November 3rd, circled in red from the harbors of Duluth to Nobles County, just North of the Iowa border. Hundreds of men and women climb 15 feet above the forest floor barley able to sit still as a fawn trots below their old metal stand. It may still be a week or two before a buck stumbles unknowingly below the wrong tree, but for now you wait. You have spent countless hours, and entire weekends preparing for this day. hanging stands, watching deer in the field, collecting trail camera footage, and mulling over the location of your opening morning hunt. Before you get to see their ears twitch below their antlers as the click of the safety disrupts the silence of the woods, any successful hunter must study every aspect of the animal with a watchful eye.
A New Year Starts…
While most deer hunters will wait for late Spring or early Summer the most avid of hunters’ season begins the day after the previous ends. As you climb down from your stand on New Years eve-bow and arrows in hand-you acknowledge that the season is over, 58 days chasing deer. While even the most dedicated hunters only hunt about 14-25 of these days you are still exhausted. The frustration that fills your body is immense, you’ve been outsmarted-once again I might add-by a big, smelly, obnoxious herbivore. So what does it take to outsmart one of these cunning, experienced, survivalist beasts? Well, it takes about a 307 days and a countless amount of hours in the woods. The new season begins with the new year, your guns, bow, and grunt call will be packed away during this time, but you
will trade that 12 gauge in for a rake and some new batteries for your trail camera at the hardware store.
There is not a whole lot you can do to prepare during the winter while snow is on the ground, however a new form of “hunting” might consume your time during the cold Minnesota winter. Deer begin to shed their antlers late into January and through March. Time spent looking for these antlers can be a good way to get excited for a new year. Most of the time deer don’t move a lot in the winter so checking bedding locations and food sources is a good way to spend your time. You could also prepare by eliminating some pests that reek havoc on young fawns in the spring. Coyote hunting is an important part of maintaining a good deer population, it is legal to hunt coyotes during anytime of the year and you are allowed to use any kind of weapon. You can also keep trail cams up and running all year observing witch bucks stay and which move to a different area.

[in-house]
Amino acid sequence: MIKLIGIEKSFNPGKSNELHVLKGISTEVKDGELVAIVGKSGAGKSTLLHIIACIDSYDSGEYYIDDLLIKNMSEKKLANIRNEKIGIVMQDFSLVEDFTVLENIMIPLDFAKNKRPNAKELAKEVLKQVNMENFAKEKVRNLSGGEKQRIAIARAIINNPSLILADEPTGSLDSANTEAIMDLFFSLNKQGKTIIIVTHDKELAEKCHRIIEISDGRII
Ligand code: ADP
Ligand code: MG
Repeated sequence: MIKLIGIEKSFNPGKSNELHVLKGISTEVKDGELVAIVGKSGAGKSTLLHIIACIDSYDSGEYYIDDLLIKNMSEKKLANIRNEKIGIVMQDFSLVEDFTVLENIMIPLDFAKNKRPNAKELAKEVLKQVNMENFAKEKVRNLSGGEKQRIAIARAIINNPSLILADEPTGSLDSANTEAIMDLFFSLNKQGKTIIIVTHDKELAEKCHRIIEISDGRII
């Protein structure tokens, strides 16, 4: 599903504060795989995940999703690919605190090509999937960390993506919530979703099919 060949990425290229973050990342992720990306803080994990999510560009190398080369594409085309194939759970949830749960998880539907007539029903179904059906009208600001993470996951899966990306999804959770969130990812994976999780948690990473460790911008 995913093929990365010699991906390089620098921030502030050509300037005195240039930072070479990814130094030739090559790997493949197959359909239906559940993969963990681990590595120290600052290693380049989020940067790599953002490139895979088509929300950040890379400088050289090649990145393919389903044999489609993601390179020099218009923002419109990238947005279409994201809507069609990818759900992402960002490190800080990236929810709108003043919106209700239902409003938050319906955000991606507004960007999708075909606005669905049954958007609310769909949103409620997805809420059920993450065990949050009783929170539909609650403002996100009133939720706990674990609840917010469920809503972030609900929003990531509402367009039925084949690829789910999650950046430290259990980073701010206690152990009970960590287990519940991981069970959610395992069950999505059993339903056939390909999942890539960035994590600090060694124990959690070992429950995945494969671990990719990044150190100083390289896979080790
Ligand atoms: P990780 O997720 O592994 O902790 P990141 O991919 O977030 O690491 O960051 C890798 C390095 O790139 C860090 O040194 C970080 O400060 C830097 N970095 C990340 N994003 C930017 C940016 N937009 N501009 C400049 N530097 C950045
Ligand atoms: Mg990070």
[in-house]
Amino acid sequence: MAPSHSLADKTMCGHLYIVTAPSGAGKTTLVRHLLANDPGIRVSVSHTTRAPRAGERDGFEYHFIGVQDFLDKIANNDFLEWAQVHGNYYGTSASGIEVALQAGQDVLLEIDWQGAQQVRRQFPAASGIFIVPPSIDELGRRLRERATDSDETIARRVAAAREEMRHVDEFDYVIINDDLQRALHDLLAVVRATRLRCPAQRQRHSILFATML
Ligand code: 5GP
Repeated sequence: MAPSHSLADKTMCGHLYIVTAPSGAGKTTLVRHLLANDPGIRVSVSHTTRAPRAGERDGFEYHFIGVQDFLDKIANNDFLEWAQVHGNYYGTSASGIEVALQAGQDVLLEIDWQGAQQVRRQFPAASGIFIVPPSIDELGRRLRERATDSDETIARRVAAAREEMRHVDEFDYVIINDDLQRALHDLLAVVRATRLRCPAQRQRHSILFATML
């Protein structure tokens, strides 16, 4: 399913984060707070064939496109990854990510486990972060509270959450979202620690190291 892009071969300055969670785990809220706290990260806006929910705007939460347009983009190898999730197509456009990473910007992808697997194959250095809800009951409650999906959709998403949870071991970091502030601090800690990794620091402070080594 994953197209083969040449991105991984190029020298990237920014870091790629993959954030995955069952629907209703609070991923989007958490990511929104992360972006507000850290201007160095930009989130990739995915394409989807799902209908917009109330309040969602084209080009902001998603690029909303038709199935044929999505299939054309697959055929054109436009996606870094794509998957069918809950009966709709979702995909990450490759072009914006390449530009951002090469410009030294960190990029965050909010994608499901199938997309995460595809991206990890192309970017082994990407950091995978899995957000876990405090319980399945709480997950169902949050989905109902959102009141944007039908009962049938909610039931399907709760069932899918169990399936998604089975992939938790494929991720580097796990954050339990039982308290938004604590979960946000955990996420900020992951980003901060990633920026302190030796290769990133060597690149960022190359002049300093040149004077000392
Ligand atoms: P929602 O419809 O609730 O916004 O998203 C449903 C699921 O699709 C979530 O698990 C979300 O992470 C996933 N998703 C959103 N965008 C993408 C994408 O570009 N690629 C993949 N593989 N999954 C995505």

While the farmers prep the fields for a busy Spring you will stay just as busy in the woods. During the early Spring you will start to see the bucks return carrying the beginnings of a brand new set if antlers. They begin to sprout as little knobs on the deer’s head and by early Summer they are full grown. White Tail antlers-not horns-are the fastest growing tissue on Earth. As the Spring progresses and your computer files fill with photos of wildlife taken without notice by your trail cameras, it is time to start thinking about food plots. A great way to guarantee deer will stay around for the Fall hunting season is to guarantee them a food source. If you have the resources to create an artificial pond, this is ideal. Most hunters who choose to plant a food plot will spend time in the woods along a common path the deer have been taking clearing it out and getting the soil ready to plant. Once you choose where to plant your food plot(s) you have to decide what to plant. Some things to take into consideration are the time you have to plant, the resources, when you plan to do most of your hunting, and what kind of things farmers are planting around you. Soy Beans are good for early season bow hunting, beets are good for late winter muzzleloader hunting. If you have access to tillable farm land, a plot of corn is always a great option, however you must leave it up all winter after the rest has been harvested. In Olmstead County baiting is illegal so you are not allowed to grab a bag of cut corn at the feed store and toss it below your stand. All crops must remain standing, or completely harvested. Committing to a food plot is a lengthy and time consuming ordeal.